Thursday, 25 June 2015

Five Pepper Sauce Pork

Every country has its own type of peppers, and pepper sauces. All are revered and beloved in their country of origin. However, none of them, used alone, has ever given me a “complete” or “balanced” taste. There always seems to be something missing e.g. not spicy enough, not sour enough, not sweet enough etc. I guess this is the reason why I’m always trying new combinations of the various sauces to see how well they “play” together. This recipe came from that thinking. The Jamaican meat seasoning I used is just to provide some background spice notes, along with the shallots and garlic. Some of the pepper pastes do contain onion powder, and spices but I have never found that concentration to be strong enough to prevent me adding my own spice combination. To balance the “hot” with “sweet”, I used dried Cranberries.

1 3/4 lb pork butt strips, with some marbling and fat (see photo)
2 tbsp Jamaican meat seasoning
2 shallots
4 cloves garlic
1 tbsp Korean red pepper paste (Gochujang)
¼ cup Aji Amarillo paste (Peruvian)
¼ cup Aji Panca (Peruvian)
¼ cup sweet and spicy Thai Chili sauce (Thailand)
¼ cup Sriracha pepper sauce
1 tbsp Vinegar
1/4-1/3 cup dried cranberries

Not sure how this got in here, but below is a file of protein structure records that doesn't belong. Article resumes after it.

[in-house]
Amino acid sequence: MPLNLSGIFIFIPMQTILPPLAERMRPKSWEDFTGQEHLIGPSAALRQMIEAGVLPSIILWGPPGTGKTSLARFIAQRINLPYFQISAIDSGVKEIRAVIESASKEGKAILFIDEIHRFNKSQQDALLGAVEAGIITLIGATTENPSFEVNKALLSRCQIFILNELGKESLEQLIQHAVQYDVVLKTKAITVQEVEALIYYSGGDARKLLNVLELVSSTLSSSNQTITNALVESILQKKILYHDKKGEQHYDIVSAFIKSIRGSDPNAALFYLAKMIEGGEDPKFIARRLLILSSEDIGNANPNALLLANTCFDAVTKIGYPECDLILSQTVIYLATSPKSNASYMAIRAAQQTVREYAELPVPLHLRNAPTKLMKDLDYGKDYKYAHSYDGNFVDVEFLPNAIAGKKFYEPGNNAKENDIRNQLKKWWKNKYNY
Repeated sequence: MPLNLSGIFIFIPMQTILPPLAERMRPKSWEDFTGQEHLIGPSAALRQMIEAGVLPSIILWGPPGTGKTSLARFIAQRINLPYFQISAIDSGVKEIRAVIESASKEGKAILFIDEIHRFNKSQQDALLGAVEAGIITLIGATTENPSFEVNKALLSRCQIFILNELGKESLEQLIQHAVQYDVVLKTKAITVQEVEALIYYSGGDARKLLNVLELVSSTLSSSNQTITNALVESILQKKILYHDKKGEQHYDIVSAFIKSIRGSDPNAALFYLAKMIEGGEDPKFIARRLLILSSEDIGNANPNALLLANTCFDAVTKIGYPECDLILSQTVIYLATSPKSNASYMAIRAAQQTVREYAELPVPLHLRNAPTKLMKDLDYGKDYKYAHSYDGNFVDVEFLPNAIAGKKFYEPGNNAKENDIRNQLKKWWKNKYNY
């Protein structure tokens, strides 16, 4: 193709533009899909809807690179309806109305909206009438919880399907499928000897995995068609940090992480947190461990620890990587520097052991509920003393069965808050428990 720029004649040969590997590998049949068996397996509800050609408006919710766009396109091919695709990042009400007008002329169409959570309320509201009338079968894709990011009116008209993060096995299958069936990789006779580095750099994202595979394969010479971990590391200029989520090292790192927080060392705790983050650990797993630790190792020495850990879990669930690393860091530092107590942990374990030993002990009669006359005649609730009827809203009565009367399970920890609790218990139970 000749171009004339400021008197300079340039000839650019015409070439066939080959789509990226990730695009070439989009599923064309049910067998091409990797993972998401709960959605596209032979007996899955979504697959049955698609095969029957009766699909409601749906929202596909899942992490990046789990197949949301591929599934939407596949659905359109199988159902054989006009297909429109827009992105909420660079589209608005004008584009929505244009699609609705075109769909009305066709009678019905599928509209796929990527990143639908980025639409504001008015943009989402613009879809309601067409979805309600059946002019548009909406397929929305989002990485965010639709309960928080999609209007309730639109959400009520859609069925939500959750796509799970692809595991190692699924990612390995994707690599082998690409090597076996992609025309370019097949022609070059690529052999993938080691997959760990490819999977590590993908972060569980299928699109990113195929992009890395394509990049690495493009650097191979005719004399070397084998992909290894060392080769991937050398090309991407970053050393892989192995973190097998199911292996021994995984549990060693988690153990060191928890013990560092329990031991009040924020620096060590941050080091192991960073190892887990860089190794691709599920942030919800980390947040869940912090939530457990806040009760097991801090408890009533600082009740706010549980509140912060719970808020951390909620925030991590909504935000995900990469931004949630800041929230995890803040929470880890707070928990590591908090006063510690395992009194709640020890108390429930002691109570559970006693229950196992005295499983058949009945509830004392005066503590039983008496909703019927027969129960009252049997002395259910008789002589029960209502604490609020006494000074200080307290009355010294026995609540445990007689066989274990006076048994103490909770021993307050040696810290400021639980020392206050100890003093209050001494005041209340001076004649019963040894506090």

1. Make some shallow cuts in the pork strips, and place in a Ziploc bag. Add the meat seasoning and make sure all the pieces get covered with it.
  2. Put the shallots, garlic cloves, vinegar, and pepper pastes in a small chopper. Blend to a smooth paste and put that over the pork in the Ziploc bag. Massage the bag well so that all pieces of pork are coated with the paste. Marinate in refrigerator overnight.
  3. When ready to start cooking, set oven temperature to 350 degrees Fahrenheit. Dump the contents of the Ziploc bag in a roasting pan lined with foil (see photo).
    Sprinkle the cranberries over the meat, and cover with foil. Bake for 1 ½ hours. This cooks the meat slowly, and helps render any fat present.
  4. Remove from oven, uncover, and place under broiler for 3-5 minutes until sauce is bubbling. Keep turning the meat in the thickening sauce, making sure that it coats all sides. Broil to slight char.  To plate, slice and dress with a tablespoon of the thick sauce (see photo at top of page).


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